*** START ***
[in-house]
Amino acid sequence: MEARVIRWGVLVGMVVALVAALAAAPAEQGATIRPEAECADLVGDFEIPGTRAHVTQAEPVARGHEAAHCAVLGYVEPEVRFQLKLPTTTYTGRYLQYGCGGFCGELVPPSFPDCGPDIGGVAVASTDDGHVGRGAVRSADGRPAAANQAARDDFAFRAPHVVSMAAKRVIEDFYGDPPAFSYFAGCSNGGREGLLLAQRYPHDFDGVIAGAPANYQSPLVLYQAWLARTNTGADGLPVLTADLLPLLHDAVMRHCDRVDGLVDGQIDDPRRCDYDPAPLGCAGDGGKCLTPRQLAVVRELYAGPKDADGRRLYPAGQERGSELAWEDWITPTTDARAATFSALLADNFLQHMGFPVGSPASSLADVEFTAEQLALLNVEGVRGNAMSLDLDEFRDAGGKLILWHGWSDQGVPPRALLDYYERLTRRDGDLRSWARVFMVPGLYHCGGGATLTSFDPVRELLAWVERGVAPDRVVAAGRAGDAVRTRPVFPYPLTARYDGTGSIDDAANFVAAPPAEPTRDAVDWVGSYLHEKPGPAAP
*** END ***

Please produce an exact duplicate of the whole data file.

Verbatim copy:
[in-house]
Amino acid sequence: MEARVIRWGVLVGMVVALVAALAAAPAEQGATIRPEAECADLVGDFEIPGTRAHVTQAEPVARGHEAAHCAVLGYVEPEVRFQLKLPTTTYTGRYLQYGCGGFCGELVPPSFPDCGPDIGGVAVASTDDGHVGRGAVRSADGRPAAANQAARDDFAFRAPHVVSMAAKRVIEDFYGDPPAFSYFAGCSNGGREGLLLAQRYPHDFDGVIAGAPANYQSPLVLYQAWLARTNTGADGLPVLTADLLPLLHDAVMRHCDRVDGLVDGQIDDPRRCDYDPAPLGCAGDGGKCLTPRQLAVVRELYAGPKDADGRRLYPAGQERGSELAWEDWITPTTDARAATFSALLADNFLQHMGFPVGSPASSLADVEFTAEQLALLNVEGVRGNAMSLDLDEFRDAGGKLILWHGWSDQGVPPRALLDYYERLTRRDGDLRSWARVFMVPGLYHCGGGATLTSFDPVRELLAWVERGVAPDRVVAAGRAGDAVRTRPVFPYPLTARYDGTGSIDDAANFVAAPPAEPTRDAVDWVGSYLHEKPGPAAP